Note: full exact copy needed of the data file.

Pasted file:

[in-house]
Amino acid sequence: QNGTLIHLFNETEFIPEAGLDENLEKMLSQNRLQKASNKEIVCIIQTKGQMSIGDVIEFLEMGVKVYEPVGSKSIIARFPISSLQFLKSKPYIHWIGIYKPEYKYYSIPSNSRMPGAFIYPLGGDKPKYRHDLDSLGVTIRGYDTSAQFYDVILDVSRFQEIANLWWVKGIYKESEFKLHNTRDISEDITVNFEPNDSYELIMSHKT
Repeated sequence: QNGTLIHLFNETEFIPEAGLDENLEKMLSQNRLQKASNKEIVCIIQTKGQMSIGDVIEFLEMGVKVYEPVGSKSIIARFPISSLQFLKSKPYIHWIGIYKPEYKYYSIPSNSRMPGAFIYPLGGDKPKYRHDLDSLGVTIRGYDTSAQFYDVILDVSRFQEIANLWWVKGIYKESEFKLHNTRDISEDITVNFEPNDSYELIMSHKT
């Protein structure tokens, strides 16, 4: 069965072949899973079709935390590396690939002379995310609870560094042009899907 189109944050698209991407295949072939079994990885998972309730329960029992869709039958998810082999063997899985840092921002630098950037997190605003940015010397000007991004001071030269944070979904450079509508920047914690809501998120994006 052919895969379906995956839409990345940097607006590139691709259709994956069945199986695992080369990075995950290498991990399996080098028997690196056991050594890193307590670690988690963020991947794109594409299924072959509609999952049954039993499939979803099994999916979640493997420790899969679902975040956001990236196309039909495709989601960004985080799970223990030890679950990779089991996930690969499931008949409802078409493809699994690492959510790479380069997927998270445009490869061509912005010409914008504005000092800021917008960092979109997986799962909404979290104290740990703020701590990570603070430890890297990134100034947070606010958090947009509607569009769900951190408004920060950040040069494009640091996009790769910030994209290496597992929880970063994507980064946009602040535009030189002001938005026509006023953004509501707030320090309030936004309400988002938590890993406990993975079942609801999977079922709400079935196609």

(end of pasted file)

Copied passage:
[in-house]
Amino acid sequence: QNGTLIHLFNETEFIPEAGLDENLEKMLSQNRLQKASNKEIVCIIQTKGQMSIGDVIEFLEMGVKVYEPVGSKSIIARFPISSLQFLKSKPYIHWIGIYKPEYKYYSIPSNSRMPGAFIYPLGGDKPKYRHDLDSLGVTIRGYDTSAQFYDVILDVSRFQEIANLWWVKGIYKESEFKLHNTRDISEDITVNFEPNDSYELIMSHKT
Repeated sequence: QNGTLIHLFNETEFIPEAGLDENLEKMLSQNRLQKASNKEIVCIIQTKGQMSIGDVIEFLEMGVKVYEPVGSKSIIARFPISSLQFLKSKPYIHWIGIYKPEYKYYSIPSNSRMPGAFIYPLGGDKPKYRHDLDSLGVTIRGYDTSAQFYDVILDVSRFQEIANLWWVKGIYKESEFKLHNTRDISEDITVNFEPNDSYELIMSHKT
């Protein structure tokens, strides 16, 4: 069965072949899973079709935390590396690939002379995310609870560094042009899907 189109944050698209991407295949072939079994990885998972309730329960029992869709039958998810082999063997899985840092921002630098950037997190605003940015010397000007991004001071030269944070979904450079509508920047914690809501998120994006 052919895969379906995956839409990345940097607006590139691709259709994956069945199986695992080369990075995950290498991990399996080098028997690196056991050594890193307590670690988690963020991947794109594409299924072959509609999952049954039993499939979803099994999916979640493997420790899969679902975040956001990236196309039909495709989601960004985080799970223990030890679950990779089991996930690969499931008949409802078409493809699994690492959510790479380069997927998270445009490869061509912005010409914008504005000092800021917008960092979109997986799962909404979290104290740990703020701590990570603070430890890297990134100034947070606010958090947009509607569009769900951190408004920060950040040069494009640091996009790769910030994209290496597992929880970063994507980064946009602040535009030189002001938005026509006023953004509501707030320090309030936004309400988002938590890993406990993975079942609801999977079922709400079935196609």